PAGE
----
ANY chance of all homes in Maiden Gully and remaining parts of Epsom and Kangaroo Flat getting fibre-to-the-curb NBN have been quashed after the federal government ruled out using the technology to connect remaining parts of Bendigo.
The areas, along with Heathcote and Maldon, are yet to be connected to the NBN and there were hopes that FTTC could be fully rolled out following a large number of complaints about fibre-to-the-node.
Pairing technology is required for FTTC to be connected, but is only available in certain locations.
NBN Co confirmed it would continue with its current rollout plan, and the remainder of Bendigo is expected to be connected by the end of this year.
A parliamentary committee recommended that FTTC be used in the remainder of the rollout. A new form of technology, FTTC is currently subject to a trial in parts of Melbourne.
Member for Bendigo Lisa Chesters said she had unsuccessfully lobbied NBN Co and the government to use FTTC for the remainder of Bendigo after it was announced for parts of Eaglehawk.
“We used it as a chance to write to NBN Co to call on them to roll out FTTC everywhere,” she said.
“Where they haven’t put down FTTN, don’t put down slow technology, put down the very best technology which either fibre-to-the-premise or FTTC.
“The prime minister has just said it’s not our plan.”
On Wednesday it was revealed that only one in four customers on FTTN will be able to access the fastest download NBN download speeds of 100 Mbps.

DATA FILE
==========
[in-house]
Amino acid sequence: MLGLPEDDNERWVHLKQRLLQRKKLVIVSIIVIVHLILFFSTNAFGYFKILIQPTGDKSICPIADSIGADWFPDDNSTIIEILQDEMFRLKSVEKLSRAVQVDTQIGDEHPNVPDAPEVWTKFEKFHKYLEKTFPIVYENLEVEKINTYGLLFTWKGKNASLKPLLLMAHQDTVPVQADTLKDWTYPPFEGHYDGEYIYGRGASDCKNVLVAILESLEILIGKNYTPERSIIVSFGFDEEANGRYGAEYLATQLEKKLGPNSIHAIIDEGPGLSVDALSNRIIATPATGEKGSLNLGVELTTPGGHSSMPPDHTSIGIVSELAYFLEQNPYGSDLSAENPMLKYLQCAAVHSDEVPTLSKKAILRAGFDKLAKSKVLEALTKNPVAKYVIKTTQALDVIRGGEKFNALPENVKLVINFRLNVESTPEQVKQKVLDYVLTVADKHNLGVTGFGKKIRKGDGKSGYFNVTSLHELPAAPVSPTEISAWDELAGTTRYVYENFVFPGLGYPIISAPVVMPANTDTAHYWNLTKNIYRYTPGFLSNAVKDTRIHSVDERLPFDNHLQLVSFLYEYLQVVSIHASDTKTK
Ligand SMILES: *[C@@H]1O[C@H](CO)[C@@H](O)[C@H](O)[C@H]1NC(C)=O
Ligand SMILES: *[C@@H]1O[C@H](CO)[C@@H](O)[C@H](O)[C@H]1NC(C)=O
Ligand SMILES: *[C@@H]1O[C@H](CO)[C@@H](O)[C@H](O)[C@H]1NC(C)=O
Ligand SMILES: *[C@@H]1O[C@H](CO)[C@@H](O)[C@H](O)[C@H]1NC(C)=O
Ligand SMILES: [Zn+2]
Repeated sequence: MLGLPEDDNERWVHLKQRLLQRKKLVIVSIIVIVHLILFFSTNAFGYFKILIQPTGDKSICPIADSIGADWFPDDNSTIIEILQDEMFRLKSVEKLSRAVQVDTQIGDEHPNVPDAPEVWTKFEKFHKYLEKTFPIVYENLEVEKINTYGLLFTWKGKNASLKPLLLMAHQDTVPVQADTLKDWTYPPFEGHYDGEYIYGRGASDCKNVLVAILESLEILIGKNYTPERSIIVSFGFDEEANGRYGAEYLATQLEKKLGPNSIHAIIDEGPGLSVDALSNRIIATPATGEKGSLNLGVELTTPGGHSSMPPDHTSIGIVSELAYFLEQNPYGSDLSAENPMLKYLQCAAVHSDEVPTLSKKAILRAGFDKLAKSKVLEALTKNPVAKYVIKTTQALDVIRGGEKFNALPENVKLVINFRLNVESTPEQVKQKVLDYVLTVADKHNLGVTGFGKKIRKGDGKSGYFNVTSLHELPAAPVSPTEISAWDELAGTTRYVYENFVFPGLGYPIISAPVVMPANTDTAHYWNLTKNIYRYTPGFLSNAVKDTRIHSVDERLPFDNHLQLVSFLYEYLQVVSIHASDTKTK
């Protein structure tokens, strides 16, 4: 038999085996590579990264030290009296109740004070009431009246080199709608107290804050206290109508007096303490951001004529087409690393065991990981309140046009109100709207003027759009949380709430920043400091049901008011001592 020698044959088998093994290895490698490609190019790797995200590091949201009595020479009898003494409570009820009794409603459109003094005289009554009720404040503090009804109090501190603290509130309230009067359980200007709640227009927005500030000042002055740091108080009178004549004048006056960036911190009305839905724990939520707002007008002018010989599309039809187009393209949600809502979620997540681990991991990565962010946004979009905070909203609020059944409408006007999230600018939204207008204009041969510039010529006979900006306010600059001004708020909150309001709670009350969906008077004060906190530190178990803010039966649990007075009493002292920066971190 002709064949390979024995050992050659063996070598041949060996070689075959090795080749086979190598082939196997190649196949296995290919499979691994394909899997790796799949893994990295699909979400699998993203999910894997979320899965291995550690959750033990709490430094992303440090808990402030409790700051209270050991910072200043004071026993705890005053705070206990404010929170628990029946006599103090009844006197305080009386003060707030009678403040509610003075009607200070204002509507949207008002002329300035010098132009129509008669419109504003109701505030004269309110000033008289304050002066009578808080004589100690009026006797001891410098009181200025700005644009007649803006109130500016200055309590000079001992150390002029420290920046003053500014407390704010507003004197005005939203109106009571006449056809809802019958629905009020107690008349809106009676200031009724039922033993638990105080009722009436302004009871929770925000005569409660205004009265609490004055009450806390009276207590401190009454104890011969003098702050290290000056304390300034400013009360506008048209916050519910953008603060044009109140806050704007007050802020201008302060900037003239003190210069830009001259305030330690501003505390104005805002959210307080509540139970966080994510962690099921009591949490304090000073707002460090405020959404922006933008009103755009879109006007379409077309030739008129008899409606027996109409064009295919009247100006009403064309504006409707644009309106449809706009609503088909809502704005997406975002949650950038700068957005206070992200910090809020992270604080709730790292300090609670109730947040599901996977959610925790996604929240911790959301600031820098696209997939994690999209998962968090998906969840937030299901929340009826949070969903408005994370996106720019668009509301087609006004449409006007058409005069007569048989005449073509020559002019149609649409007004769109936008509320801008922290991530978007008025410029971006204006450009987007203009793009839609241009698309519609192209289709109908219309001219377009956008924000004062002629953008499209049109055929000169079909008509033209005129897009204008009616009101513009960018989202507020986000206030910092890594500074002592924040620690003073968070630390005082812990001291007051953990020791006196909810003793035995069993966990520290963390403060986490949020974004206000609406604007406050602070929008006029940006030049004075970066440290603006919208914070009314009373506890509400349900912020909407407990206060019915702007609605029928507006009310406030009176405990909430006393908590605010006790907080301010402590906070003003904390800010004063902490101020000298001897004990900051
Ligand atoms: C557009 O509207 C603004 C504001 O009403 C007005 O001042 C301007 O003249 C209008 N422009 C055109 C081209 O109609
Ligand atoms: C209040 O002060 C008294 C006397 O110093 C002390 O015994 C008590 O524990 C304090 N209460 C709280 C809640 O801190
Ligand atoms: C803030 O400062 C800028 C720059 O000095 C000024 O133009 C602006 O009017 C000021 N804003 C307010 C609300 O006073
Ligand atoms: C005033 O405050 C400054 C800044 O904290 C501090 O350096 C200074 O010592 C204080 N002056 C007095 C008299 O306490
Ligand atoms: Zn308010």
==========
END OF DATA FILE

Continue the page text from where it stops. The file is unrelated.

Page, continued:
NBN Co made the admission to a parliamentary committee.
The available speeds are dependent on premises’ distance from the node.
The network is likely to be upgraded post-2020 using a forecast $5 billion in annual revenues.
NBN local media adviser Kasey Ellison said changing the design plans for the NBN would be a long and costly process.
“It is important for people to understand that on a project the size of the NBNbroadband access network you cannot just tear up 18 months of design, planning and construction work that is in the pipeline for FTTN deployment to several million homes and change them to FTTC,” she said.
“If we were to do this, to put it quite simply, we would have to tell residents in several million premises that were scheduled to get NBN powered plans over the next 18 months via FTTN technology that they would not now be getting connected for another two to three years, as we’d have to re-start the entire design, planning and construction process.
“Our FTTN technology sets us up very well when the demand for faster speeds arises and a move to FTTC later on makes sense. We are very much designing the network with future upgrades in mind.”